Freedom and liberty are not cheap commodities

Word on the street is that Prime Minister Justin Trudeau is still getting flack for pulling out the CF-18 fighter jets out of Syria.

By Jonah Kondro

Word on the street is that Prime Minister Justin Trudeau is still getting flack for pulling out the CF-18 fighter jets out of Syria last year. Canada might be getting slammed for our passivity towards the direct war on terror; and it’s unfortunate, though, to say that these wars cost money. I don’t know what the cost of fighter jet fuel is, but I can admit to looking up at those big illuminated signs advertising the price of regular 87 at the pumps when I drive by.

I remember when my father flew helicopters up north in the bush a while back. I used to ask him every now and again questions about aviation. He was flying and fighting forest fires all summer in Quebec; somehow it came up in conversation about the hourly cost of running a helicopter: it was upwards of $1500/hr and the machine dad flew wasn’t that large.

All fuel expenses aside, the sheer cost to maintain a fighter jet mechanically would likely hit the stratosphere too. I used to see the hourly rate the diesel shop charged the customer when I was replacing head gaskets on a Powerstroke engine. It is likely that I would cringe while glancing at the bill for the replacement any of the CF-18’s avionic equipment. The cost of one missile is probably enough to pay for a term’s worth of English classes at RDC. Keeping fighter jets in active duty was likely costing Ottawa a fortune—and the pilots needed a pay cheque too.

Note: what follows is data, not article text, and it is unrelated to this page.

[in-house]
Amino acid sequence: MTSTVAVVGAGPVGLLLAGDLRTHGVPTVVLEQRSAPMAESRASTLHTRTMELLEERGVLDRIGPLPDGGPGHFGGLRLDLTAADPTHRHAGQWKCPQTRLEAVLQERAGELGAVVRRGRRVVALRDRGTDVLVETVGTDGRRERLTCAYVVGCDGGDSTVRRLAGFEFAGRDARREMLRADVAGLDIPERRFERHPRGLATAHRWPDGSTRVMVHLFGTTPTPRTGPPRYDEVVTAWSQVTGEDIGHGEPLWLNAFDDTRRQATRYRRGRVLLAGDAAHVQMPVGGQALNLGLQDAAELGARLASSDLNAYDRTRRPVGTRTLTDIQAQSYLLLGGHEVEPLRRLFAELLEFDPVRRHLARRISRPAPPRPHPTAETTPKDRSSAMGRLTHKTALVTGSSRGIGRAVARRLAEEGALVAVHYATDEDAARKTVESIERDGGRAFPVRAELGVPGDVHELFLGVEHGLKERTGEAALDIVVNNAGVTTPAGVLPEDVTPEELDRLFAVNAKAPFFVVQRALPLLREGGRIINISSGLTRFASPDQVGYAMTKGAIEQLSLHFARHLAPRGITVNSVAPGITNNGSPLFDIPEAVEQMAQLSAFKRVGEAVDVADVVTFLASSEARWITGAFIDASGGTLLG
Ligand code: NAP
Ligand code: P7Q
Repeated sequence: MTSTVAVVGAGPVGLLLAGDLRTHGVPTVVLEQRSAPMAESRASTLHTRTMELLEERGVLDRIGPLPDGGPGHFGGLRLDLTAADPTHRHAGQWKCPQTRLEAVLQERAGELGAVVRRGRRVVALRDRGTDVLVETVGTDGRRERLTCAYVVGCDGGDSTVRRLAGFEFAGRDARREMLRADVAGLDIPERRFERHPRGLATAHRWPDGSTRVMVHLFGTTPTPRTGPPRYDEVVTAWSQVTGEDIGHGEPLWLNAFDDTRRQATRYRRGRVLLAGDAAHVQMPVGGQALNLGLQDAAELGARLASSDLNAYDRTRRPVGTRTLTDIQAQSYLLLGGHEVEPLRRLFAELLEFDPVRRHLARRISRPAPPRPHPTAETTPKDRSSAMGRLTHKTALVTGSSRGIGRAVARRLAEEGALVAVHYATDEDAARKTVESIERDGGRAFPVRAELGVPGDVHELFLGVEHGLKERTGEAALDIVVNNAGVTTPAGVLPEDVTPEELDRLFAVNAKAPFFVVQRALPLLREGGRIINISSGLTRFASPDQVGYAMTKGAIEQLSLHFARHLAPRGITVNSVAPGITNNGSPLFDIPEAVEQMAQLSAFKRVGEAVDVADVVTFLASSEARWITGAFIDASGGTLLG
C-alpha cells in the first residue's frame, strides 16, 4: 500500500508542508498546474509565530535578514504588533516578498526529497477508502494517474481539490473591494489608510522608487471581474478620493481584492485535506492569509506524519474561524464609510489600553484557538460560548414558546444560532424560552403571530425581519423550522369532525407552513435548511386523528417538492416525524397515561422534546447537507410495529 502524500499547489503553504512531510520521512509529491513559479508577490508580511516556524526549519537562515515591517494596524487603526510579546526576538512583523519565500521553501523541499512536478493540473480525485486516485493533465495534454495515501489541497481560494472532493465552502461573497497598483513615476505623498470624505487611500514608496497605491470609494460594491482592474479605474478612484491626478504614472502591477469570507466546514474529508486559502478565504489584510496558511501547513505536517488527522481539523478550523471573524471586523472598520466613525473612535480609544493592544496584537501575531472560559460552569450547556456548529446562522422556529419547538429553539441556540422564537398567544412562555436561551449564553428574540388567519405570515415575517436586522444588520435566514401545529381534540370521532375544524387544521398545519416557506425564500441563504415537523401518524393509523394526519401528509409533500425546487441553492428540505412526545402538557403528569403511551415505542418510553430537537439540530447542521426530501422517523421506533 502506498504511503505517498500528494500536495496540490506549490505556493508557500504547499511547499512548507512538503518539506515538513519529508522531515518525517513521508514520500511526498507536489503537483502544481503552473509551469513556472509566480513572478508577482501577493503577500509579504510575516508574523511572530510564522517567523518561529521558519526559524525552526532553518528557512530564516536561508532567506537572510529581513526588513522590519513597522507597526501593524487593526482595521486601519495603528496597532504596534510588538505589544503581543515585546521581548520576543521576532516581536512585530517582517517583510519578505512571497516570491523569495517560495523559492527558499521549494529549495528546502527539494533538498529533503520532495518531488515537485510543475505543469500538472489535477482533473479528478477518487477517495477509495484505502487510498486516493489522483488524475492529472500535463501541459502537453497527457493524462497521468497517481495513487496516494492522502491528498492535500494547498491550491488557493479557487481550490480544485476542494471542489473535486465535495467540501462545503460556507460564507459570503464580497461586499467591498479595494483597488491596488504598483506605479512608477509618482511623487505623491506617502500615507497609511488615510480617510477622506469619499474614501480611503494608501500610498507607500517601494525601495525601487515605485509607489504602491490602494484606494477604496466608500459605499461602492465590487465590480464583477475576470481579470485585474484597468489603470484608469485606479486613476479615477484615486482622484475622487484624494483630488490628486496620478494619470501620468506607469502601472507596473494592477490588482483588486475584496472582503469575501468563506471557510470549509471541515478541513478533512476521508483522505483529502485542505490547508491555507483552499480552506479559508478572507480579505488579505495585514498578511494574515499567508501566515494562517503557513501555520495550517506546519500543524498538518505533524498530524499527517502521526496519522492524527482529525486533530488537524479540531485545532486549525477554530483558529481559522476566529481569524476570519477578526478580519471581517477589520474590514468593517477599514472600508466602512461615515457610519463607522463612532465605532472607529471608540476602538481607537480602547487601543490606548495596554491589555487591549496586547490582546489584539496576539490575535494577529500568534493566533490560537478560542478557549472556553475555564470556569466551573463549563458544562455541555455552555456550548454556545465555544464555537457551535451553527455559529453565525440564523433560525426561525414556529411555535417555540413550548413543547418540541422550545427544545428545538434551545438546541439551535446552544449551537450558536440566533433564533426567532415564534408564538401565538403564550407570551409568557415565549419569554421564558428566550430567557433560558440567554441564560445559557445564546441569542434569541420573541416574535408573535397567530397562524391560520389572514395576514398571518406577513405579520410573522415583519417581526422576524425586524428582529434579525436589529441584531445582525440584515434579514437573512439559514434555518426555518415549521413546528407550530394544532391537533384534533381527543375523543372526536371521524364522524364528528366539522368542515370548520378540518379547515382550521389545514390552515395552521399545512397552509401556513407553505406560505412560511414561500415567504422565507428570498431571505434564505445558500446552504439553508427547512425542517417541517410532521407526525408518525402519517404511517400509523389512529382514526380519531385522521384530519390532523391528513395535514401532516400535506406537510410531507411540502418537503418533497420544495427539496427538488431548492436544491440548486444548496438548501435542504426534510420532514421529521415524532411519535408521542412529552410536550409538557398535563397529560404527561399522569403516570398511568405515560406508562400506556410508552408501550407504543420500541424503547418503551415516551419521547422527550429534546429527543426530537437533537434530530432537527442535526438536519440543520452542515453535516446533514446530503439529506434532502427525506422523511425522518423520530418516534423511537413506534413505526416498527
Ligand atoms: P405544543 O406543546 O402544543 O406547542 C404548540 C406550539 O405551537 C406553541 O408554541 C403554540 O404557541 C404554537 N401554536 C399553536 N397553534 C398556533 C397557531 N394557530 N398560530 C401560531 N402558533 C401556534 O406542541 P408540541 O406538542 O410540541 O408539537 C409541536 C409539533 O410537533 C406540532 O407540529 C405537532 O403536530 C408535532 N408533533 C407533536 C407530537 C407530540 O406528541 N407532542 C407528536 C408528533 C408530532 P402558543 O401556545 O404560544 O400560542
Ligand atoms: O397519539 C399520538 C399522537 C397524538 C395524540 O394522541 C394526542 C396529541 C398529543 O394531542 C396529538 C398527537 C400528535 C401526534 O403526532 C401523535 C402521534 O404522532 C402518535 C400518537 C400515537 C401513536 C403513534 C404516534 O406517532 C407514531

I dislike acknowledging that freedom and liberty for humans caught in the conflicts of war cost money; moreover, I suppose Trudeau saw the fuel bill for keeping those fighter jets in the air, and figured it was best to send them (the jets) home.

It isn’t necessary to have to quote the financial section of the metropolitan newspapers to tell you that the price of oil isn’t worth the cost of the barrel it’s stored in. The big cheques aren’t getting sent to Ottawa these days and Trudeau might have to dig a little deeper to be able to afford to send the ultra-high-octane-jet-fuel burning CF-18s back to Syria to help fight the war on terror.

It would be sadly ironic to see ships, jets, trucks, and troops from Canada get sent to fight terrorists after enough tax dollars have been collected from Trudeau’s supposed legalization of marijuana. A freshly baked bank account for the war on terror. They might have to paint over the maple leaf on the side of CF-18s with a pot leaf. The pilots could give the peace sign and shout from the cockpit “don’t worry we’ve got the Sirius satellite radio set on the reggae channel.”

Canada can’t stand idle while terrorism continues to manifest in parts of the world. Canada also won’t be able to stand up straight if marijuana gets legalized. Trudeau will have to find a means of keeping the books balanced in Ottawa, or else physician-assisted suicide will start making more sense.